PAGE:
- LADY CHARLEVILLE
The Marlay Letters, 1778-1820. Edited by R. Warwick Bond. (Constable. 21s.)
IRISH Society at the end of the eighteenth century was the scene of a remarkable transformation. Upon a community of easy-going, well-to-do, but rather provincial county families there suddenly entered a Prime Minister in a great hurry, scattering coronets in every direction. Marquisates flew, and earldoms strewed the path of-the Act of Union. Among the beneficiaries was a Mr. Bury, 'who received three peerages within nine years, and ended as Earl of Charleville. His wife, formerly a Miss Dawson, was the recipient of a con- siderable correspondence, of which this voltane (mostly con- cerned with the years 1800-1820) is a first instalment.
Lady Charleville was a clever woman, but it seems she was a little odd. With every opportunity for meeting the most interesting people of her time, she never really got beyond the fringe. She had many friends, but she was never alto- gether in the swim. There are letters here from Grattan, from Maria Edgeworth, from Caroline Lamb, and from Shelley to Lady Charleville's Etonian son. But they are not letters Of intimacy ; they are the letters people write to a professional hostess. There are only two ooirespondents, outside her family circle, who write to Lady Charleville as dose friends ; they are Lady Sarah Napier and Lady Morgan, and both of them are excellent letter-writters.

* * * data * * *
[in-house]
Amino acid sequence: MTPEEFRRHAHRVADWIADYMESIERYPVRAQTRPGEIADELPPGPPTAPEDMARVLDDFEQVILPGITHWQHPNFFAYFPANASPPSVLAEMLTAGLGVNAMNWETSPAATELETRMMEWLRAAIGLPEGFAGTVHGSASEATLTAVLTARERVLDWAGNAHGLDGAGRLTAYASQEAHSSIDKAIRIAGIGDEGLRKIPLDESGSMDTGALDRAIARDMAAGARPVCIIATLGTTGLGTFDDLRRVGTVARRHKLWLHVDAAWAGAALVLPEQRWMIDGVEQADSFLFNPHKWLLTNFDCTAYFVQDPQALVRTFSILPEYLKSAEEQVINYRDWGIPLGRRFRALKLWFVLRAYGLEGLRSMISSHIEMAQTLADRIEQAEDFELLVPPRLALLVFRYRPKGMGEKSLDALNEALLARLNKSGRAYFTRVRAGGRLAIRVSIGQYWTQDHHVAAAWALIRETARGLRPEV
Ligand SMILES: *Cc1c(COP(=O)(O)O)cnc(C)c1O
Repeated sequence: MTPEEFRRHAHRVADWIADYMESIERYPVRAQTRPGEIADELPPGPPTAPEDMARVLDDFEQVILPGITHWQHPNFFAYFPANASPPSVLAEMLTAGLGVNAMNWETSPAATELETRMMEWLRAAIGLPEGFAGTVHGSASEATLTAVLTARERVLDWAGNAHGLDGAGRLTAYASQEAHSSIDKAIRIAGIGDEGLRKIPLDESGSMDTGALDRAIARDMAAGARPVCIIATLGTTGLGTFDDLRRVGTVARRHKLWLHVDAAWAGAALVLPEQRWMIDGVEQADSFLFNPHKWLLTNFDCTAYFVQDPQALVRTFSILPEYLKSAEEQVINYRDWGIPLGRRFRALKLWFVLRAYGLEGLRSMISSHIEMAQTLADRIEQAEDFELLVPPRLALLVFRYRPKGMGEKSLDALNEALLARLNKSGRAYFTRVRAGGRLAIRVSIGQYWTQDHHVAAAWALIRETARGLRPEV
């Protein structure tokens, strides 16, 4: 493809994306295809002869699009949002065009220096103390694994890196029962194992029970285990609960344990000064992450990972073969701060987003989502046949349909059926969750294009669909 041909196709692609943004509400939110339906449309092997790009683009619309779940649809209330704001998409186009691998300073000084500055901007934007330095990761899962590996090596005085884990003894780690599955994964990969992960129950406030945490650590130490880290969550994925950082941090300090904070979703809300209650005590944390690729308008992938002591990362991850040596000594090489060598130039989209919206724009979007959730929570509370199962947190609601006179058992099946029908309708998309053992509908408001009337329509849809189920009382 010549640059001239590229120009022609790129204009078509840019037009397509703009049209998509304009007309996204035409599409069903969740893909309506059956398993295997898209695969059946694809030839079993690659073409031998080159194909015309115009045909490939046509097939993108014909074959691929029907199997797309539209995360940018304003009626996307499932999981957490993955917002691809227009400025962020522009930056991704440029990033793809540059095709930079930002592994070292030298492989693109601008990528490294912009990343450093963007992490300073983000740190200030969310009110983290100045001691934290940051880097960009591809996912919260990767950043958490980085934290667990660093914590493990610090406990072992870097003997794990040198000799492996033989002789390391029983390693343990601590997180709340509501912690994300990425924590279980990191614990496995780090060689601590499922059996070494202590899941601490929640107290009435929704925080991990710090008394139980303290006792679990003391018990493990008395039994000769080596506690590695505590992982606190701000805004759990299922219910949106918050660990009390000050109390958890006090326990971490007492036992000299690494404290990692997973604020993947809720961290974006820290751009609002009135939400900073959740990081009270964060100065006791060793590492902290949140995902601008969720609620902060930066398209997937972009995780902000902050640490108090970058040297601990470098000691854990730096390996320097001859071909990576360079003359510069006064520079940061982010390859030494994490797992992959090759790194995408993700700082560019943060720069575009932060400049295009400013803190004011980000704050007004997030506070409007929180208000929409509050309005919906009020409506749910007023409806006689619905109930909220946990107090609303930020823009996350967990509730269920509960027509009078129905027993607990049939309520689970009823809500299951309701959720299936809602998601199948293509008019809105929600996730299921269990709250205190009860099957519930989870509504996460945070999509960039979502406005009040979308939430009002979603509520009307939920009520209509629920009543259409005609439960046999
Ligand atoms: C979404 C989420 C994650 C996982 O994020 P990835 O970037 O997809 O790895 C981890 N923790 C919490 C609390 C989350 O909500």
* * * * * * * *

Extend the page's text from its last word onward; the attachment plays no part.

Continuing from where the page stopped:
Lady Sarah Napier was nearly sixty at the turn of the century: The aunt of Charles Fox, the early love of George the Third, the mother of the illustrious George, Charles and William Napier, she had a good account to give of herself. She was a woman with a -considerable -past ; but age had made a matriarch of her by the time her -sons were winning glory in the Peninsular War. It was a far cry to the days when Horace Walpole had rhapsodised over her young beauty- " No Magdalen by Correggio was half so lovely," a rather pointed simile, as things turned out, for she was to brave the censure of the eighteenth century by an open adultery. George III, resigned to the conventions that forbade their marriage, made her one of his wife's bridesmaids instead. The memory of " this early preferenCe did not --recommend Lady Sarah tO the Queen ; and her 'divorce was abhorrent to the more than Victorian rectitude of Charlotte's Court.